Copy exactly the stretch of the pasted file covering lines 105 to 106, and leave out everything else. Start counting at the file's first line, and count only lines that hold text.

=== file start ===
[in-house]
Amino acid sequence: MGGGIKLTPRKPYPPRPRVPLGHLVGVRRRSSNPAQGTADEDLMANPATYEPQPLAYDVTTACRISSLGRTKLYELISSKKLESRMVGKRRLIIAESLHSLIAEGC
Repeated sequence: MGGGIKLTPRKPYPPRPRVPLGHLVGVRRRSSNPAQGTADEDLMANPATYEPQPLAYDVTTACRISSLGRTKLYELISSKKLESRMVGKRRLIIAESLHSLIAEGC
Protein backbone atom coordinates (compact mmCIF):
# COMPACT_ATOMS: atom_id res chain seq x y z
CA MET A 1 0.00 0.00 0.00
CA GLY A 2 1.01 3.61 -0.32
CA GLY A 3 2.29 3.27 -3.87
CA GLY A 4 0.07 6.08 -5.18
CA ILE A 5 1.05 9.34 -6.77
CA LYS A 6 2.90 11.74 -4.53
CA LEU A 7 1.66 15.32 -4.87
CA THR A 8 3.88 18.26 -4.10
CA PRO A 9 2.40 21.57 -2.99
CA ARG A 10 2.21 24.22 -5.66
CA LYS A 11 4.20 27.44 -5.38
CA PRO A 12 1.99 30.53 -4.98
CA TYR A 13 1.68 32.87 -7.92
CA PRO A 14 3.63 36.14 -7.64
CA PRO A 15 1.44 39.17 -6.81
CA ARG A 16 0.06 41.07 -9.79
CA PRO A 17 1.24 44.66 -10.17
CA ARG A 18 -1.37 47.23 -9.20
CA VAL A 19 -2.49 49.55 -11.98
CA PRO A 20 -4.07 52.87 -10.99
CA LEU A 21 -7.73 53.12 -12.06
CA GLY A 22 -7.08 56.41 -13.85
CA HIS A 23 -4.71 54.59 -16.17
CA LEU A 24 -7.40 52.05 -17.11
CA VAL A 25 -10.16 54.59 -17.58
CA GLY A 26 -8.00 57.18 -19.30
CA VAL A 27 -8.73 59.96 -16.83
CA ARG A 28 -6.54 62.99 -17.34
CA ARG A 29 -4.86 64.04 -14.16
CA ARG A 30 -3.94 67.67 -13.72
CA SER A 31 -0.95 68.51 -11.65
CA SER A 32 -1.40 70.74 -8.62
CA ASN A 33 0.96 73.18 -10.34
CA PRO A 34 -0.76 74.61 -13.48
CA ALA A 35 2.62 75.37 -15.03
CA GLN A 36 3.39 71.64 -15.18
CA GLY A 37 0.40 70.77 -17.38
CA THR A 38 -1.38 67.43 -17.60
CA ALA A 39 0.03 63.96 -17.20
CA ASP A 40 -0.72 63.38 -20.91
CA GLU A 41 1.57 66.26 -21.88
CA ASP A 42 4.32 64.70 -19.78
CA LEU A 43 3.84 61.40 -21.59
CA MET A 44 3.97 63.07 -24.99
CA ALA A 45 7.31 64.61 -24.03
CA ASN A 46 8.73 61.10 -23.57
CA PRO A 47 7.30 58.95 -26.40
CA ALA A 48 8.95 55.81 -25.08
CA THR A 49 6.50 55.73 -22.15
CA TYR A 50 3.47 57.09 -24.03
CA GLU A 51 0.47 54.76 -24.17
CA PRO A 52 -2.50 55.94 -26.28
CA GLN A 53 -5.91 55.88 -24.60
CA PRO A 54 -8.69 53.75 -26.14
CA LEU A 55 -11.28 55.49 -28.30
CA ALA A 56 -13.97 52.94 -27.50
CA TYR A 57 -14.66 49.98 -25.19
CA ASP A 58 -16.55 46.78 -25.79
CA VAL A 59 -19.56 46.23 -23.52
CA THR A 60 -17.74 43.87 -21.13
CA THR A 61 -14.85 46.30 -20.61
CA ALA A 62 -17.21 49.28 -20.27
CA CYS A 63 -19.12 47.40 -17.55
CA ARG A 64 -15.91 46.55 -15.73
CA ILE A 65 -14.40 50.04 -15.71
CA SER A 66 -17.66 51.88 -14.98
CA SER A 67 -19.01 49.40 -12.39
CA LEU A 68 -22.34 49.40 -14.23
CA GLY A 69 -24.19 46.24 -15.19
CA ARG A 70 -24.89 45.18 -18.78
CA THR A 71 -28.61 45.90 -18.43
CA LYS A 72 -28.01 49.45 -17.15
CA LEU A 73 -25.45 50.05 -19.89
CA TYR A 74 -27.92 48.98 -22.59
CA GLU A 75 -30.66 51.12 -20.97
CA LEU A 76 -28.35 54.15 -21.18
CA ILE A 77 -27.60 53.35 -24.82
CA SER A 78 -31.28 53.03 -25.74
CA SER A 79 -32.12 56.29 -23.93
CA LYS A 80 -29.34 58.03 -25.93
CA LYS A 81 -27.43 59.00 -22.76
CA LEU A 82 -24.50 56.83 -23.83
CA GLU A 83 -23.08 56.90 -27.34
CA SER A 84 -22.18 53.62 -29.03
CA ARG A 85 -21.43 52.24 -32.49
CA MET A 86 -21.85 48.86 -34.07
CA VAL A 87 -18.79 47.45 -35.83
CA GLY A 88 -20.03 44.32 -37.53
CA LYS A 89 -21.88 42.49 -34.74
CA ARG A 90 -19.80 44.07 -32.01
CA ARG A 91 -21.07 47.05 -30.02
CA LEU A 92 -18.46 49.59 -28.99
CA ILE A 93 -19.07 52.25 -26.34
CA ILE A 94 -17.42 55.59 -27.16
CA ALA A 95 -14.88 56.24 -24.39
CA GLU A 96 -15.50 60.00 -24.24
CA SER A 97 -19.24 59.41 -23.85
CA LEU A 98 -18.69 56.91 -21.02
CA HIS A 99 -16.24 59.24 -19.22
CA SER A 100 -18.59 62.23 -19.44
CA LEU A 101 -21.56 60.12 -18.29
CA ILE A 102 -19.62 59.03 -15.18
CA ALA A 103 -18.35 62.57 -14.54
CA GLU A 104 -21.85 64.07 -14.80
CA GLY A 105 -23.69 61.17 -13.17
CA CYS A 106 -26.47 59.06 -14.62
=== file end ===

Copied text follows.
CA SER A 100 -18.59 62.23 -19.44
CA LEU A 101 -21.56 60.12 -18.29